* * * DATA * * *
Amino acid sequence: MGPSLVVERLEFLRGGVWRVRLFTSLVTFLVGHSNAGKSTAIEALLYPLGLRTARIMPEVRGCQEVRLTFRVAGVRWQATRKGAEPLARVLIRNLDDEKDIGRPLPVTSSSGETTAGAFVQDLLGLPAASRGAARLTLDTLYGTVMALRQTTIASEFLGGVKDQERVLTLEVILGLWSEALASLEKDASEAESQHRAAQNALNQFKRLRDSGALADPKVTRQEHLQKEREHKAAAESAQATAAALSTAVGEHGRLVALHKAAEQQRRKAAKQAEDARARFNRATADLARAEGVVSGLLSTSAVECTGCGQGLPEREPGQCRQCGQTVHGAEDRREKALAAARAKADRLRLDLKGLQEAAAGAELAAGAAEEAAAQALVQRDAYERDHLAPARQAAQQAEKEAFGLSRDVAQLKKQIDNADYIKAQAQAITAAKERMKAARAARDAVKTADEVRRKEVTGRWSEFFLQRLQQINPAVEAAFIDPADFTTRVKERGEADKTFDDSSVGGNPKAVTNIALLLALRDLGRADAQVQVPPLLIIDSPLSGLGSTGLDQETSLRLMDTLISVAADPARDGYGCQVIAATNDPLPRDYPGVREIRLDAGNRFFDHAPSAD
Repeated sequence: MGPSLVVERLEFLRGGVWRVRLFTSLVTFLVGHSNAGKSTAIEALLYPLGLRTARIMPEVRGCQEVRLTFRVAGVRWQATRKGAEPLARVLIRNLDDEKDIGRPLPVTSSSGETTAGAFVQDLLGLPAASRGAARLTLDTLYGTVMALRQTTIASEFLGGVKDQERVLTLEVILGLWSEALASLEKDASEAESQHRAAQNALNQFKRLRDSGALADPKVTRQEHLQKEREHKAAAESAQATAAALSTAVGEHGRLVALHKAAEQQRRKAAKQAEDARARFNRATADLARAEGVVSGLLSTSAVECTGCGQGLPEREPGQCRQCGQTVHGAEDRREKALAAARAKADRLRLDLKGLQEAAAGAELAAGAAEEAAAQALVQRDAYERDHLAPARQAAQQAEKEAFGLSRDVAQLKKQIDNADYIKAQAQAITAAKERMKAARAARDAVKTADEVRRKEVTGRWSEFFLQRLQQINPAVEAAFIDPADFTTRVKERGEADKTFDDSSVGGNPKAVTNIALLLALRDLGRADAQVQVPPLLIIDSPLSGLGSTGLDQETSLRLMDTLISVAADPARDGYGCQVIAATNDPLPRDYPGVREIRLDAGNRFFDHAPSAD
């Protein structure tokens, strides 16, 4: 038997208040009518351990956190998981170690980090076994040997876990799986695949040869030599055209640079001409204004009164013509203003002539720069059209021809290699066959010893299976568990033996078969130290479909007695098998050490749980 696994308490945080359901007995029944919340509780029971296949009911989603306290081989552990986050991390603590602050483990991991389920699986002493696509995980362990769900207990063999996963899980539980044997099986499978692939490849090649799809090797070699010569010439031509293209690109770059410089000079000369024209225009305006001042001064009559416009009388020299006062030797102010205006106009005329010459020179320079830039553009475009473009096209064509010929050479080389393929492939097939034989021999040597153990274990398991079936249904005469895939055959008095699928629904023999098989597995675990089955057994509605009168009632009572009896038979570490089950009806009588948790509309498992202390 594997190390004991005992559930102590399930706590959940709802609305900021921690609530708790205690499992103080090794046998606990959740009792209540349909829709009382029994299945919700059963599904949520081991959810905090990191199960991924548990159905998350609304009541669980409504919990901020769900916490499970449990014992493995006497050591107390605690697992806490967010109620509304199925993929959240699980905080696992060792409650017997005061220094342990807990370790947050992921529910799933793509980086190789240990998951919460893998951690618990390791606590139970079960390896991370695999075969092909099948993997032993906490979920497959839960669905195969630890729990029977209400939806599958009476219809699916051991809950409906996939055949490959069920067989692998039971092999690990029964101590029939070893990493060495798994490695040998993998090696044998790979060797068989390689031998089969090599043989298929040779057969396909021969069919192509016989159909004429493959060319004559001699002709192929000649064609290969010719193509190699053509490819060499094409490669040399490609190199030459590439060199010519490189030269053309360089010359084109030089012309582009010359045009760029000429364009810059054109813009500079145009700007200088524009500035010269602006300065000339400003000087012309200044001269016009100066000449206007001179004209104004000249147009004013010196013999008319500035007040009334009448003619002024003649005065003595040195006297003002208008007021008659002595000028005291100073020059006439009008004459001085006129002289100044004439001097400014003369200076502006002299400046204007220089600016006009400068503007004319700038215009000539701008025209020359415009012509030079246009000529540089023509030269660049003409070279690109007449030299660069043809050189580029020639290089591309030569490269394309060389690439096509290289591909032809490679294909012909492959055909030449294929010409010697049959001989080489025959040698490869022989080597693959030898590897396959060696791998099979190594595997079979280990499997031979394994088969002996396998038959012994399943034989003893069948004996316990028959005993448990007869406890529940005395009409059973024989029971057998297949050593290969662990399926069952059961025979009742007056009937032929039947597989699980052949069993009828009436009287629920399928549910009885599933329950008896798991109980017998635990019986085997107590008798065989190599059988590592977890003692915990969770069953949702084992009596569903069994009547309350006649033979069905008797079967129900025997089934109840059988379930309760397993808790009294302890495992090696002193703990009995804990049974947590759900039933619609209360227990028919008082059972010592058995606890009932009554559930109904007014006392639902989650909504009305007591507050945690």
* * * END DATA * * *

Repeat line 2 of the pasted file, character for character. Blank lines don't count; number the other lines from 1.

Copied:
Repeated sequence: MGPSLVVERLEFLRGGVWRVRLFTSLVTFLVGHSNAGKSTAIEALLYPLGLRTARIMPEVRGCQEVRLTFRVAGVRWQATRKGAEPLARVLIRNLDDEKDIGRPLPVTSSSGETTAGAFVQDLLGLPAASRGAARLTLDTLYGTVMALRQTTIASEFLGGVKDQERVLTLEVILGLWSEALASLEKDASEAESQHRAAQNALNQFKRLRDSGALADPKVTRQEHLQKEREHKAAAESAQATAAALSTAVGEHGRLVALHKAAEQQRRKAAKQAEDARARFNRATADLARAEGVVSGLLSTSAVECTGCGQGLPEREPGQCRQCGQTVHGAEDRREKALAAARAKADRLRLDLKGLQEAAAGAELAAGAAEEAAAQALVQRDAYERDHLAPARQAAQQAEKEAFGLSRDVAQLKKQIDNADYIKAQAQAITAAKERMKAARAARDAVKTADEVRRKEVTGRWSEFFLQRLQQINPAVEAAFIDPADFTTRVKERGEADKTFDDSSVGGNPKAVTNIALLLALRDLGRADAQVQVPPLLIIDSPLSGLGSTGLDQETSLRLMDTLISVAADPARDGYGCQVIAATNDPLPRDYPGVREIRLDAGNRFFDHAPSAD